Mills of the Blackstone Valley

Not surprisingly, the Blackstone Valley is full of old mills. Some are very old, some relatively recent. Some of the oldest are the best preserved and a few have been fully renovated and put back to use as housing or shopping areas.

The Crown and Eagle mills pre-renovated.

Renovated into elderly and affordable housing, the old Crown and Eagle mill in Uxbridge is beautiful today.

Renovated into elderly and affordable housing, the old Crown and Eagle mill in Uxbridge is beautiful today.

Thousands of water lilies bloom on the small canal that runs to the renovated Crown and Eagle mill.

Thousands of water lilies bloom on the small canal that runs to the renovated Crown and Eagle mill.

On the Mumford. Converted to a liquor store.

Mill on the Mumford. Converted to a liquor store.

Huge brick mill-factory on a large pond. Northbridge. Rain is falling.

Canal between the falls and the small mill, and the former Bernat Mills that burned down five years ago. Uxbridge.

Many mills have been converted to condominiums or mini malls. Some have become office space.

English: The Brick Mill, built 1826, Whitinsvi...

The Brick Mill, built 1826, Whitinsville, Massachusetts (Photo credit: Wikipedia)

Many have burned down or been torn down because they presented a fire hazard. Fortunately, many others have been renovated, turned into malls, senior housing, mini-malls and other kinds of commercial  real estate.

The last standing parts of Bernat Mills.

The last standing parts of Bernat Mills.
Old Mill No. 4

Old Mill No. 4

1911 - Mill No. 4

1911 – Mill No. 4

Mill buildings converted to antiques complex.

Mill complex converted to antiques complex.



Categories: Architecture, Blackstone Valley, History, Life, photo, Photography

Tags: , , , , , , , , , , , , ,

5 replies

  1. I moved to Oregon over 6 years ago because my job in the textile industry disappeared due to a company shutdown. Avondale Mills was one of the largest textile companies in the world. It was put out of business by the Chinese competition after our government signed the Fair Trade agreement with China. Then, 5 years later, I was laid off by Intel Corp. because of competition from China in the semiconductor industry. The South shut down 13 textile plants in 3 states just when Avondale went belly up. How many jobs, how many lives were affected by loss of industry. I’m afraid I’m too close to these losses to be objective. I’ve seen too many boarded up plants.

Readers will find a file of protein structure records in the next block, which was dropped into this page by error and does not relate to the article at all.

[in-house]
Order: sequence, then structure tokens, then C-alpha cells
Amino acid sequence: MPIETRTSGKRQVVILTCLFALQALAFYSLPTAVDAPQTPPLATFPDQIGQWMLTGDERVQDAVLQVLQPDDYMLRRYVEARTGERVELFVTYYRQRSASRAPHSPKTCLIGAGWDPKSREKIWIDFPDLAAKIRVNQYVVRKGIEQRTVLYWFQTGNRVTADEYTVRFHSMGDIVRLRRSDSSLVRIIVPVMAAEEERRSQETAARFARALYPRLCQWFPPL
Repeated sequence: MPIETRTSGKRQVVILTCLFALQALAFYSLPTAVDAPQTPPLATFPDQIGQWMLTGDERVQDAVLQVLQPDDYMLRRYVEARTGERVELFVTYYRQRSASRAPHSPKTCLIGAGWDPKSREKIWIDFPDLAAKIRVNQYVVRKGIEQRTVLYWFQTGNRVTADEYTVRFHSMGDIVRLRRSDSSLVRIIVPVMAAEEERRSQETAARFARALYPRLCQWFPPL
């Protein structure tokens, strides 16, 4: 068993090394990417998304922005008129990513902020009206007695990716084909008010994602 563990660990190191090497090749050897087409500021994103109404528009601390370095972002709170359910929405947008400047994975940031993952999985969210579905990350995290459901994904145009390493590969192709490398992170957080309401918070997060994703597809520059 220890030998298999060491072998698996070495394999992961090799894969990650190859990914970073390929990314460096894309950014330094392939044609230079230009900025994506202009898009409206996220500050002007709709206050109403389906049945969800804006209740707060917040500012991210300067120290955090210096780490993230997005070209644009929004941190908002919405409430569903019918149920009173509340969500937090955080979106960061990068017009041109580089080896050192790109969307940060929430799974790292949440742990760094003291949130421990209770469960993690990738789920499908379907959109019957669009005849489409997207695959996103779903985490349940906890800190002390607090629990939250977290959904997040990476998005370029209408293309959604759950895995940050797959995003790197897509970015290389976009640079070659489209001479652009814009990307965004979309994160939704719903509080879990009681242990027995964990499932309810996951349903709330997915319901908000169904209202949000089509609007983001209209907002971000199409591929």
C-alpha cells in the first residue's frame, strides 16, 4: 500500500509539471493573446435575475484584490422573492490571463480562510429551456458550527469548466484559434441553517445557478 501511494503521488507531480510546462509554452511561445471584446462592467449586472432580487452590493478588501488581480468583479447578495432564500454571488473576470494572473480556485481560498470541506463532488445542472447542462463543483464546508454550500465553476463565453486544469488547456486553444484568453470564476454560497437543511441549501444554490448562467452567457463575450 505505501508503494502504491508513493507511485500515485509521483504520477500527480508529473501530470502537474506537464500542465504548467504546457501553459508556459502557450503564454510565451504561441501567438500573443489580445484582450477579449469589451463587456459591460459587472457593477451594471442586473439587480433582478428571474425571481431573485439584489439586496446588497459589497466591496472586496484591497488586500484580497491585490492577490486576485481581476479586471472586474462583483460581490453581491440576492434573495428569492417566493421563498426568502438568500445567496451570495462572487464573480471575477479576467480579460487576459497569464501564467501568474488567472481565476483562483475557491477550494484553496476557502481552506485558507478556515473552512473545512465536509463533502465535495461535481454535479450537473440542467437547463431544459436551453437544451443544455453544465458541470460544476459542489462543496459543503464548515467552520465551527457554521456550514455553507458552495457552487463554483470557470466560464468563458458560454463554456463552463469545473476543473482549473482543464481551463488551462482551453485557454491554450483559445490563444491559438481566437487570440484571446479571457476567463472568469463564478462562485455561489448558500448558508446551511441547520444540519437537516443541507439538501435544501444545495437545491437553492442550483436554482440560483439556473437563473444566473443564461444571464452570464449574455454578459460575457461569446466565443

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    • The mills in the north, all over New England, closed due to competition from within the United States, almost entirely from the southern states. The mills you knew took the jobs away from this region. C’est la vie. By the turn of the century, most mills had moved closer to the sources of production and more than half the cotton was milled in the same states where it grew by 1899. By the 1920s, it was close to 100%. Now, we don’t even grow cotton because we have no one to pick it. Without Mexican labor, there aren’t enough hands and bodies to bring in the crops. Mississippi is one of the hardest hit places in the country. Egypt and India have the right climate, so the growing has moved there, the milling to China. Who is to blame? Not everything can be laid at someone’s door. The industry for which I worked disappeared too, as did my son’s and my husband’s changed so much that we all became obsolete.

      It happened fast and the result is what you see. We need a lot more than a few band-aids to fix the mess. There are millions and millions of affected workers, many of whom will never work again and here, in the Northeast, the economy has never recovered from the death of the the mills in the early 20th century. It’s not a simple problem and simple answers are nonsense.

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      • I was born in the Midwest where cars were made. They shut the steel mills down there in Granite, Illinois when the car industry tanked. McDonnell Douglas is St. Louis lost 10,000 workers in one day. I know because I was one of them. America is broken and needs a transfusion.

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  2. I love the old mills of New England. Sad to see so many of them are being lost but I am glad to see that many more are being renovated. They are part of the flavor of our area.

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